Good cholesterol may increase the risk of pneumonia, gastroenteritis
Researchers have found that individuals with very low high-density lipoproteins (HDL) cholesterol had a 75 percent higher risk of infectious disease, whereas the risk was 43 percent higher in those with very high HDL cholesterol
Variations in good cholesterol may increase the risk of infectious diseases like gastroenteritis or pneumonia, according to a study. So, while bad cholesterol has been blamed for an increased risk of heart disease, fluctuations in good cholesterol level can be equally harmful to the body.
Researchers said that people with very low high-density lipoproteins (HDL) cholesterol had a 75 percent higher risk of infectious disease, whereas the risk was 43 percent higher in those with very high HDL cholesterol. "We found that individuals with both low and high HDL cholesterol had high risk of hospitalisation with an infectious disease," said Borge Nordestgaard, Professor at the University of Copenhagen in Demark.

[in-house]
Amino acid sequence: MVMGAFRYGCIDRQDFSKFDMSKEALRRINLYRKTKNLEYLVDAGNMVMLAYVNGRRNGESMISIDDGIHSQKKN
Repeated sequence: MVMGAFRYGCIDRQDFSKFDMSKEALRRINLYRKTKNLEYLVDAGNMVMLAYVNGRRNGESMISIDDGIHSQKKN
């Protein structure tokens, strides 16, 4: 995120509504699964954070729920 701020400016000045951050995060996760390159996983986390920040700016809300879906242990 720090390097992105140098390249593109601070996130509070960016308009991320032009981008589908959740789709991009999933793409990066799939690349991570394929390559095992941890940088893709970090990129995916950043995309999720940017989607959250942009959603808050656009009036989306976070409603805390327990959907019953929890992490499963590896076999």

"Importantly, these groups of individuals also had high risk of dying from infectious disease," Nordestgaard added.
For the findings, published in the European Heart Journal, the team examined the data from 100,000 individuals.
"Numerous studies in animals and cells indicate that HDL is of importance for the function of the immune system and thereby the susceptibility to infectious disease. However, this study is the first to examine if HDL is associated with the risk of infectious disease among individuals from the general population," explained co-author Christian Medom Madsen, post-doctoral student at the varsity.
However, the study cannot conclude that very low or very high HDL is the direct cause of the increased risk of infectious disease.
"Our findings indicate that, in the future, research into the role and function of HDL should not narrowly focus on cardiovascular disease, but rather focus on the role of HDL in other disease areas, such as infectious disease," Nordestgaard said.
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